West Nile A Growing Threat to Horses

Equine veterinarian Dr. Christina Cable educates a horse owner about the risks of West Nile virus.

West Nile virus isn’t just a concern for people. Since its discovery in the Northeast in 1999, the mosquito-borne virus has infected over 15,000 horses across North America. Approximately one in three clinically affected horses have died or been euthanized, making West Nile one of the deadliest disease threats to horses today.

The West Nile virus cycles between mosquitoes and birds, each infecting the other. Migrating birds have helped to spread the virus northbound and westbound to nearly every province in Canada. Horses become infected when a mosquito carrying the virus bites them.

Once a horse has been bitten, it may take 5 to 15 days for signs of West Nile infection to appear. The virus attacks the brain and spinal cord causing stumbling, muscle weakness, convulsions, coma or death. Infected horses may stagger in circles or press their head against their stall. These symptoms can be confused with other serious neurological diseases of horses such as rabies and equine encephalitis, making prompt diagnosis and treatment are imperative.

Vaccination remains the best way to protect horses against West Nile virus. The WestNile – InnovatorTM vaccine, manufactured by Wyeth Animal Health, is the first West Nile virus vaccine to receive full license approval with established field efficacy and safety. Although 800,000 doses have been safely administered to horses across Canada, equine statistics indicate thousands of unvaccinated horses still remain at risk.

“Horses are infected with West Nile virus more often than humans or any other mammal,” says Catherine Martin, Equine Product Manager for Wyeth Animal Health.” Our vaccine is 95 percent effective, with aproven track record. Due to the continuous threat, it would be a disservice to the welfare of horses if people were not to vaccinate.”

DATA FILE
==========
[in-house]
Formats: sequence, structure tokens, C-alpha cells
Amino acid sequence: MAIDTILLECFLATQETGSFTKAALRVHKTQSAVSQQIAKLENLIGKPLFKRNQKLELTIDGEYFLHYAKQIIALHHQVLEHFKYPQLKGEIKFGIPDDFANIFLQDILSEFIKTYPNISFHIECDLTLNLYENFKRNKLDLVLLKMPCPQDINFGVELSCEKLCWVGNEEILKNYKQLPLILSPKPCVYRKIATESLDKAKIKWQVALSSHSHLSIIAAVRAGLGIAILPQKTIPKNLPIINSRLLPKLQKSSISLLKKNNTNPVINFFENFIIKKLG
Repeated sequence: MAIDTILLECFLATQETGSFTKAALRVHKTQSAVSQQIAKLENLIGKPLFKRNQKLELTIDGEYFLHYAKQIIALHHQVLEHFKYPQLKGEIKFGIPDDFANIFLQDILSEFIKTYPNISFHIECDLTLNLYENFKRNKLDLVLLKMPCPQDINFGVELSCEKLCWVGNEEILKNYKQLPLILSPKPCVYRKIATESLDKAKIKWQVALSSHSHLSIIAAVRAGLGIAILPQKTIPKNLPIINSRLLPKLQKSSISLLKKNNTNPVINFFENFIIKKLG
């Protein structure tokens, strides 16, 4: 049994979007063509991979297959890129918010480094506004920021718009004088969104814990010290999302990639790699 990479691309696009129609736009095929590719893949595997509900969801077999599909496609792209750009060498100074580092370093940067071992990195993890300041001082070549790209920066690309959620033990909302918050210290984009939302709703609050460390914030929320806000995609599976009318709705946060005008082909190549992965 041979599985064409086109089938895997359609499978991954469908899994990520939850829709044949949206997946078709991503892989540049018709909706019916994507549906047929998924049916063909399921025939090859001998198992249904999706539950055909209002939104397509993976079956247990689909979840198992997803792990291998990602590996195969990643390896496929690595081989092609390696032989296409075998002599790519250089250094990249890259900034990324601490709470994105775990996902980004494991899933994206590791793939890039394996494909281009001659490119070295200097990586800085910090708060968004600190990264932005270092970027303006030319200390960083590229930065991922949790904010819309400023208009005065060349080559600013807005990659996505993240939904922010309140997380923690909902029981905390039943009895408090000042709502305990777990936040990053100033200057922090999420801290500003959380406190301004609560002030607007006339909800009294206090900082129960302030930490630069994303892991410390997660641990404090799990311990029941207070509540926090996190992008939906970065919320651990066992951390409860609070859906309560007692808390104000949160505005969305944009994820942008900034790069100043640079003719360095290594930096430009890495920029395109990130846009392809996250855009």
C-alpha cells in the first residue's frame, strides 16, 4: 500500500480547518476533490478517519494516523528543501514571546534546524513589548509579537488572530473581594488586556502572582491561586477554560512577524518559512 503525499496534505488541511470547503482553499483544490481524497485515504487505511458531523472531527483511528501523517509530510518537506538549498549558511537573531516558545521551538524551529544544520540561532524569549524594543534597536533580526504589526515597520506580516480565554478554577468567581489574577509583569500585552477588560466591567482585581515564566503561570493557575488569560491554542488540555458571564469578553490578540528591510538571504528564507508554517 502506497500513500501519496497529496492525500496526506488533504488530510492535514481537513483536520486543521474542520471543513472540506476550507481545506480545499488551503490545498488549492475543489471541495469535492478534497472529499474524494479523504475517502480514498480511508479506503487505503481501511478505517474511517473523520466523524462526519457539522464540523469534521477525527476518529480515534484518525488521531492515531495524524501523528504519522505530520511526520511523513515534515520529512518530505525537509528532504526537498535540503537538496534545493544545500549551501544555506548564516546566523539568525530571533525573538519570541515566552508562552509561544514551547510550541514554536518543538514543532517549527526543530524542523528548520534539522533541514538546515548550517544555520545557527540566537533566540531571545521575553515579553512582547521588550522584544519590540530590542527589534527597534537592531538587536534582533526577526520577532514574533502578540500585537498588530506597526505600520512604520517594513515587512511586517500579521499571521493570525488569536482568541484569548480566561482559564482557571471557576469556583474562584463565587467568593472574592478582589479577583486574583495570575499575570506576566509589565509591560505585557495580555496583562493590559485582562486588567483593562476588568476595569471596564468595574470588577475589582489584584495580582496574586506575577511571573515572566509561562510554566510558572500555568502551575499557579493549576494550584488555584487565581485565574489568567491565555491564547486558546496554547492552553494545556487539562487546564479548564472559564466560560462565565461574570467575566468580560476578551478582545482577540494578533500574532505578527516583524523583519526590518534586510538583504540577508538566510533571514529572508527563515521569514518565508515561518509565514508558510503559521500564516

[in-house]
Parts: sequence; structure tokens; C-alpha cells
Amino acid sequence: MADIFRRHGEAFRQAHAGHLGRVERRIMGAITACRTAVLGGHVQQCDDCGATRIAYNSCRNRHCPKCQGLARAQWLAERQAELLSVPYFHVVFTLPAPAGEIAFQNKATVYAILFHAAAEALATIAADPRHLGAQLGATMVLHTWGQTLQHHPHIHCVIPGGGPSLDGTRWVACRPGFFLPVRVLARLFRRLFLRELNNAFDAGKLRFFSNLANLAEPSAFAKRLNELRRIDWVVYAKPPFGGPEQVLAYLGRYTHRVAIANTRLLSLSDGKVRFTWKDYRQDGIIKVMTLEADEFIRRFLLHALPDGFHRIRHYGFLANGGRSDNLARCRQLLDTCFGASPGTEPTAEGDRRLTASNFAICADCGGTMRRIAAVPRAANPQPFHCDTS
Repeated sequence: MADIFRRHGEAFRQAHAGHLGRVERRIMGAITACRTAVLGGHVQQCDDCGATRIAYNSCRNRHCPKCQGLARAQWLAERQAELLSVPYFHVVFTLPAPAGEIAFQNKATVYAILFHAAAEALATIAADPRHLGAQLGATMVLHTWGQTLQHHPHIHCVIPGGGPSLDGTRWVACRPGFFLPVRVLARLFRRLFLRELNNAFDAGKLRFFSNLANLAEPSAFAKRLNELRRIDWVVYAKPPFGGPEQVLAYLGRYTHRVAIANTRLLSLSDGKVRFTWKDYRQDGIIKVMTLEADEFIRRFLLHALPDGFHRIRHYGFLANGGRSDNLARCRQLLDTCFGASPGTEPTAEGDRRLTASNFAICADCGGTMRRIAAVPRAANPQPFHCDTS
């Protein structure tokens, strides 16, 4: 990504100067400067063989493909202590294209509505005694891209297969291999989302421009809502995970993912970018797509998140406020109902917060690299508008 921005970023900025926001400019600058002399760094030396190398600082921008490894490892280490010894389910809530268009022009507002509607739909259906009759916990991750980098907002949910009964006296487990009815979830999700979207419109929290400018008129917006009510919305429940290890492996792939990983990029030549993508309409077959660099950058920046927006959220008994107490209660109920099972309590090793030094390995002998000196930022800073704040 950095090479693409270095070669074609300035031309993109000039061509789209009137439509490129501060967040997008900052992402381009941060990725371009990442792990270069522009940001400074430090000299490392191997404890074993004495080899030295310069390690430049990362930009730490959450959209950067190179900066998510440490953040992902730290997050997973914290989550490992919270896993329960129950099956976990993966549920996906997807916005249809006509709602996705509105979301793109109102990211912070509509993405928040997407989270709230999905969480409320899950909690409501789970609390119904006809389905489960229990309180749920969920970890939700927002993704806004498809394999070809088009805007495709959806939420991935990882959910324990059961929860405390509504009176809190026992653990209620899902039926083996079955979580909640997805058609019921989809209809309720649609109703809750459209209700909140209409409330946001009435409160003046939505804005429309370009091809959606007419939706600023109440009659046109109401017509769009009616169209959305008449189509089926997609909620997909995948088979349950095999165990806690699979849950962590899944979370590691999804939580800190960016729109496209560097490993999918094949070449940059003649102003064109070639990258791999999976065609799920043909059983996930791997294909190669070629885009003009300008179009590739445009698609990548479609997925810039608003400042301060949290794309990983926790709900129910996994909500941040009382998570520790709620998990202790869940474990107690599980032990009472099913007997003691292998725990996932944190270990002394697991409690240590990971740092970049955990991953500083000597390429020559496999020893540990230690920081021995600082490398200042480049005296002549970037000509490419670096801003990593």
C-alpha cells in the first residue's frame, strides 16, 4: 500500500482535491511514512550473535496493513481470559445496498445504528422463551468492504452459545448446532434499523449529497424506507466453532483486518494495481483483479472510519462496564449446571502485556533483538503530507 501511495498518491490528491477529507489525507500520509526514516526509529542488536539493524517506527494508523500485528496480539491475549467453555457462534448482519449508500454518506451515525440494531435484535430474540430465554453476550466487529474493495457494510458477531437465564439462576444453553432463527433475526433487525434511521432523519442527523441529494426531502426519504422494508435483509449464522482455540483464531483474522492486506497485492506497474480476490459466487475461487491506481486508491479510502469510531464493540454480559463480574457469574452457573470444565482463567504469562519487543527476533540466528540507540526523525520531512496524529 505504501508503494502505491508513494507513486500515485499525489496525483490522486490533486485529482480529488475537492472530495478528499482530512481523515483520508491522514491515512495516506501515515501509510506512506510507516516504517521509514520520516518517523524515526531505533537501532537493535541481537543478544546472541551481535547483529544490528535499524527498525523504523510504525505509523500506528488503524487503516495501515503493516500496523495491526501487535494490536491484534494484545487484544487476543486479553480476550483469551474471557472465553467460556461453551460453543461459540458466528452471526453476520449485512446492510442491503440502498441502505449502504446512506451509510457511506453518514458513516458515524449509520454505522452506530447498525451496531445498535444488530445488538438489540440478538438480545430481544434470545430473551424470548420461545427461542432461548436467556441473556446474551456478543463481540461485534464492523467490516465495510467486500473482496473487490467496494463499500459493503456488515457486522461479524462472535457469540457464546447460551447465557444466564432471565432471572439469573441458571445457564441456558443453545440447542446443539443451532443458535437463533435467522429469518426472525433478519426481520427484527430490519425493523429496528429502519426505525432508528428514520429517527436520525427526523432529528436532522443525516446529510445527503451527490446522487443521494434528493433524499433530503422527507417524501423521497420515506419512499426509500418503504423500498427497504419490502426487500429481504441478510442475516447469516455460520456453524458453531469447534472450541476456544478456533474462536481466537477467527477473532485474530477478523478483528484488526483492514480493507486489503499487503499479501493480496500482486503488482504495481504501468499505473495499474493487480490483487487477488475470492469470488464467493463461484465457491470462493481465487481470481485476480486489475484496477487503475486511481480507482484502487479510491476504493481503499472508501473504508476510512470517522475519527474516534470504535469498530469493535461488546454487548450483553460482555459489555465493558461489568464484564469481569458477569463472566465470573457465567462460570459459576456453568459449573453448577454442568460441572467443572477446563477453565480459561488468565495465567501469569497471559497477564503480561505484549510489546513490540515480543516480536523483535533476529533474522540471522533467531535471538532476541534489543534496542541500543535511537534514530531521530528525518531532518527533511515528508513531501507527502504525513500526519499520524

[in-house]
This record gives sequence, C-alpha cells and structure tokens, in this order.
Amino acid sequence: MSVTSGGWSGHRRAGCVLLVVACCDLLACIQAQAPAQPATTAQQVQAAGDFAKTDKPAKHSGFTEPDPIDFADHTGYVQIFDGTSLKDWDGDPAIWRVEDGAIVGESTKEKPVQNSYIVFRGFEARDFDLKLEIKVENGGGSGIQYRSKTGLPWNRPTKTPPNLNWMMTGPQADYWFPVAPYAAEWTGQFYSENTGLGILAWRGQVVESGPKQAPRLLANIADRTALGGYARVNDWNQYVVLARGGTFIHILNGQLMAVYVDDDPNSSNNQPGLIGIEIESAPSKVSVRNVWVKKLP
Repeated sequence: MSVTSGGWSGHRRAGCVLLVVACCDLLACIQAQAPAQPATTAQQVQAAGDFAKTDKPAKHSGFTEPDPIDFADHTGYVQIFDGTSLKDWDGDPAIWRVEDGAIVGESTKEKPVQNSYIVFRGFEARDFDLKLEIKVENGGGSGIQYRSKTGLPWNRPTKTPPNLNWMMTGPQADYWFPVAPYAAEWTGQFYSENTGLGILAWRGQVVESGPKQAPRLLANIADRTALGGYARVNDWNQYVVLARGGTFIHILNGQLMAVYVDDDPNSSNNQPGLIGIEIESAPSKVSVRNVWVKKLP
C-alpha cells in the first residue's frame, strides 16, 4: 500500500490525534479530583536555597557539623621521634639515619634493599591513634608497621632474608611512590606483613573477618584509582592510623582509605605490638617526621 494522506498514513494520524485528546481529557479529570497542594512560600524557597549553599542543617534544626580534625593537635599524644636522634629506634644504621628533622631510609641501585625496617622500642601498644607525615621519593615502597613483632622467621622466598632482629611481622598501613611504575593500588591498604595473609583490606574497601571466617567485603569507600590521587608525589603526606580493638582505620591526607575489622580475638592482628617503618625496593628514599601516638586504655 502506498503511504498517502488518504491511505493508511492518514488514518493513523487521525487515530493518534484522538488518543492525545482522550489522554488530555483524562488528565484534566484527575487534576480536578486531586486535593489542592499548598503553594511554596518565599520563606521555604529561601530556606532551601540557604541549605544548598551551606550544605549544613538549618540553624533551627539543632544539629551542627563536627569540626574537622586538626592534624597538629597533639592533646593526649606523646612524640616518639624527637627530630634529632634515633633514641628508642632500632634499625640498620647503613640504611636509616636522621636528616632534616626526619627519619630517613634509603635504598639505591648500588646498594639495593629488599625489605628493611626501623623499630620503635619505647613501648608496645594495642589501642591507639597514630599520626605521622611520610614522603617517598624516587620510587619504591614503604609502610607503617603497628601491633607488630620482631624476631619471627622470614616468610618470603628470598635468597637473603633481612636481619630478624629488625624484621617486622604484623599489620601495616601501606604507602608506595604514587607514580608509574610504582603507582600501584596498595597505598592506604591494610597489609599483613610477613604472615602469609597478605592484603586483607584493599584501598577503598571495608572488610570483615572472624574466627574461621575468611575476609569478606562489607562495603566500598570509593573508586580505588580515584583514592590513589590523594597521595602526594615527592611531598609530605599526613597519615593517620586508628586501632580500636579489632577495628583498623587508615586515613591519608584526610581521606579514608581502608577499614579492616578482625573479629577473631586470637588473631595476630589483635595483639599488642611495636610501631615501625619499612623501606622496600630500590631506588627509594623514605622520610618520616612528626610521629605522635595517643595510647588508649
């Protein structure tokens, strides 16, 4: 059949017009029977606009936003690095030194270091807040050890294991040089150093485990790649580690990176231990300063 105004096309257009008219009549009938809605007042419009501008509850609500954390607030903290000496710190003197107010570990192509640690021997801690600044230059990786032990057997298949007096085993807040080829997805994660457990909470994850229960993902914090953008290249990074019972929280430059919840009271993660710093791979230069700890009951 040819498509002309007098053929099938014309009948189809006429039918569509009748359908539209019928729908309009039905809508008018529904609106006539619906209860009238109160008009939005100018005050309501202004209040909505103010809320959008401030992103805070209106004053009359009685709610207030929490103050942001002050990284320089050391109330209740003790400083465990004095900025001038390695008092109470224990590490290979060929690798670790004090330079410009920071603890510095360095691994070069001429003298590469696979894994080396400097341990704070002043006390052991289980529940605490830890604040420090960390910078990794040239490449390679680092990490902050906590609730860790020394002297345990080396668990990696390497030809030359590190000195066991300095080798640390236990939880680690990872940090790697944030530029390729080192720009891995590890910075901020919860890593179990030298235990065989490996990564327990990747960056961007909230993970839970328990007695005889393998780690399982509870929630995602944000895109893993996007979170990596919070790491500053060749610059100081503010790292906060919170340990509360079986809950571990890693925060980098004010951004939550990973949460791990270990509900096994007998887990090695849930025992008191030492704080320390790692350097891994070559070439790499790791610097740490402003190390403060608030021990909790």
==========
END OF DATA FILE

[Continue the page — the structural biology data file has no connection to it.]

Horse owners who intend to vaccinate need to move quickly. Experts say it takes time to build immunity against the virus.

“In 2003, all horses were vaccinated for West Nile virus in my practice,” says Dr. Mark Biederman of Biederman Equine Centre. “There was no incidence of West Nile in any vaccinated horses, despite the high risk in our area. I plan to continue to protect all horses with West Nile -InnovatorTM in 2004.”

Dr. Patrick J. Meyers of Meyers EquineVeterinary Services says, “Although the prevalence of the WNv disease in our horse population is not exactly known and may vary from one year to the next, I can’t imagine horse owners not wanting to protect their horses from this potentially fatal and debilitating disease. I support full vaccination of my clients’ horses.”

The U.S. Department of Agriculture’s Animal and Plant Health Inspection Service says millions of doses of West Nile vaccine have been used since the USDA granted its approval in 2001, and horse owners should be assured that the vaccine is safe. Them Ontario government also urges horse owners to continue to vaccinate against West Nile.

Previously vaccinated horses will need booster shots according to your veterinarian’s recommendation. A common practice for veterinarians, per American Association of Equine Practitioners’ vaccination guidelines, is to provide a 4-6 month WNv booster for horses traveling to or in high risk areas.

People who suspect that horses have become infected with West Nile virus should contact their veterinarian immediately. In addition to vaccination, other preventative measures recommended by health experts are the removal of stagnant water where mosquitoes can easily breed, and the use of insect repellents.

The West Nile – InnovatorTM vaccine isavailable only through a licensed veterinarian. For more information, horse owners should contact their veterinarian or visit www.wyethah.ca.


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